Old Rotterdammers will still refer to it as the ‘Beurs’ (‘Exchange’) rather than the World Trade Center. Because the Merchants Exchange is still, quite literally, at the root of World Trade Center Rotterdam. In 1928, the architect Jan Frederik Staal won a competition for a multifunctional building, accommodating not only the trade – from the Insurance Exchange to the Potato Exchange and the Shipping Exchange –, but also the Chamber of Commerce, a theatre and shops. It was to be one of the flagship projects along the Coolsingel, where the sights of the Municipality were set high: a city boulevard with global appeal. Partly due to the Depression, it was not until 8th January, 1935, that the first pile was driven into the ground. When, on 14th May, 1940, bombs rained down on the center of Rotterdam, Staal’s Exchange was almost finished. The architect himself had died just a few weeks earlier and never saw his design in Nieuwe Bouwen style (Dutch modernism) completed. The bomb damage was significant, but with a healthy dose of get-up-and-go Rotterdam-style, the various groups of traders soon got their floor anyway. After the war, two office floors was added on the Rodezand side. And in the Sixties, a floor, designed by Arthur Staal – Jan Frederik’s son – was added to the rest of the building. As early as 1968, Rotterdam was contemplating a World Trade Center, a relative new phenomenon at the time, making the port city one of the global World Trade Centers Assocation’s founding members. Originally, it was to be located at Leuvehaven. But many discussions – and several city councils – later, it was decided to transform the Exchange into a World Trade Center, with a 90 metre tower designed by Rob van Erk and Ab Verbeek of Groosman & Partners. Literally and figuratively a tall order, because only the concrete core and eight steel columns cut through the arched roof of the trading floor, with the lowest floor of the tower as a kind of suspended foundation above. Due to a lack of space on-site, no cranes were used and there was nowhere to store building materials. And throughout the entire build, it was business as usual on the trading floor! Of course, this is Rotterdam, where ‘working hard’ takes on an extra dimension. On 25th November, 1987, the new building was opened by Queen Beatrix. Ever since, the oval tower with its grey-green glass façade has been a beacon, with an impact that reaches far beyond the national borders. No wonder this imposing building was declared a National Heritage Site. Rotterdam is a benchmark. World Trade Centers are a benchmark. World Trade Center Rotterdam is an icon.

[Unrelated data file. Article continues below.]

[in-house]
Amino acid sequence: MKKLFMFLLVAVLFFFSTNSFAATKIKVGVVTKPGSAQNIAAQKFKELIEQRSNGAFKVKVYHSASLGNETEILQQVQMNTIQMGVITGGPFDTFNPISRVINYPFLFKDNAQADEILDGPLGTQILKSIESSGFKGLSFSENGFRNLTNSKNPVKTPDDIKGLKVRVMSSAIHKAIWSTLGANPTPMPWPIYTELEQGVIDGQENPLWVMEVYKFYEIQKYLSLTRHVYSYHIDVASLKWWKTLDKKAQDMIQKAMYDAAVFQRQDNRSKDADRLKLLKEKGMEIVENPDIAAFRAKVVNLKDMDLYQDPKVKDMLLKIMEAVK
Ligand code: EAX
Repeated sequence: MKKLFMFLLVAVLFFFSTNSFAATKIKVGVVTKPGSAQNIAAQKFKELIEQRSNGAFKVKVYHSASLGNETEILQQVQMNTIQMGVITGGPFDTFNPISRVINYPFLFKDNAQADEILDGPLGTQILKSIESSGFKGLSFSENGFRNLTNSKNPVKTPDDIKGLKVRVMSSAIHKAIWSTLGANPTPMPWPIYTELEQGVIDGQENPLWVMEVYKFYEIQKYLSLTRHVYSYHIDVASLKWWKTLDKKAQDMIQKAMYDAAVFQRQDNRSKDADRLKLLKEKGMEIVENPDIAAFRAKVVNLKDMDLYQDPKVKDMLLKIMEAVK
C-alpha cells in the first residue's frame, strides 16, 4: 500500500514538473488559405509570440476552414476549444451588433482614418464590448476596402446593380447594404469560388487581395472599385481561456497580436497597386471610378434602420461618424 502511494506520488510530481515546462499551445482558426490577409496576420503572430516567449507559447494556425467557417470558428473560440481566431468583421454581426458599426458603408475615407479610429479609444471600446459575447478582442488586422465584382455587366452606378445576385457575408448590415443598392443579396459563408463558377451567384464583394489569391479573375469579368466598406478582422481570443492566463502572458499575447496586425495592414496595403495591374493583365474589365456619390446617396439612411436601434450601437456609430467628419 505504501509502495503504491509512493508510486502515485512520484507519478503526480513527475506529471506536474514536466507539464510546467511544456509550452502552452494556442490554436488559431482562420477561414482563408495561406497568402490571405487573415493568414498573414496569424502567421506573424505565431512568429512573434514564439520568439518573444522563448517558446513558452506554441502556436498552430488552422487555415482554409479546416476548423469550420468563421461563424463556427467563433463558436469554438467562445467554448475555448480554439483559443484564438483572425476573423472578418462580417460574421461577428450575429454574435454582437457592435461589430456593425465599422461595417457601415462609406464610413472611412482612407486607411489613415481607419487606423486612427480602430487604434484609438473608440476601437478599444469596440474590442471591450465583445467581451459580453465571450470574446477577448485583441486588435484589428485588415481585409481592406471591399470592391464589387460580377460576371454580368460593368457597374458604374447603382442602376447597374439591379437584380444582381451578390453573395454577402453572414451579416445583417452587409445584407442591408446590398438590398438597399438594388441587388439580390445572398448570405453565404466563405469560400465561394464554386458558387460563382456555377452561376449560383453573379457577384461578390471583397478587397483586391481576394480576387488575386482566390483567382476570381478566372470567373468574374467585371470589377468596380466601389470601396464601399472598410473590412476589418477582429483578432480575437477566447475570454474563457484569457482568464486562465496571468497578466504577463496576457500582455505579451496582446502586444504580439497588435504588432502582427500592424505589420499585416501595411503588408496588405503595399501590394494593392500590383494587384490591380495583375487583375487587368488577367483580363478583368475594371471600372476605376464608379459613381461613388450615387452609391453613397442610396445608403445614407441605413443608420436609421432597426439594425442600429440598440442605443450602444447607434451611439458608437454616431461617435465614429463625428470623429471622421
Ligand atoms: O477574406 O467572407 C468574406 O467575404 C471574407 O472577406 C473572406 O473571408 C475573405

Four in a row

In 1597, the merchants started trading in the first Exchange, at the corner of Haringvliet and Spaansekade. The fall of the port of Antwerp during the Eighty Years’ War resulted in major capital flight to Rotterdam, where the trade immediately surged. Also thanks to the arrival of British cloth traders, the merchants quickly outgrew their building and in 1635 a new Exchange opened its doors on the northern side of Blaak, a stone’s throw from the current World Trade Center. A century later, in 1736, also along Blaak – an important inner port through to the 19th century –, the third Exchange was designed by artist/architect Adriaen van der Werff in the style of the famous Crystal Palace in London. His design was in use until 1940, when the building was destroyed during the bombing of Rotterdam on 14th May. At that point, the new Exchange designed by architect Jan Frederik Staal was nearing completion a couple dozen yards away, on Coolsingel.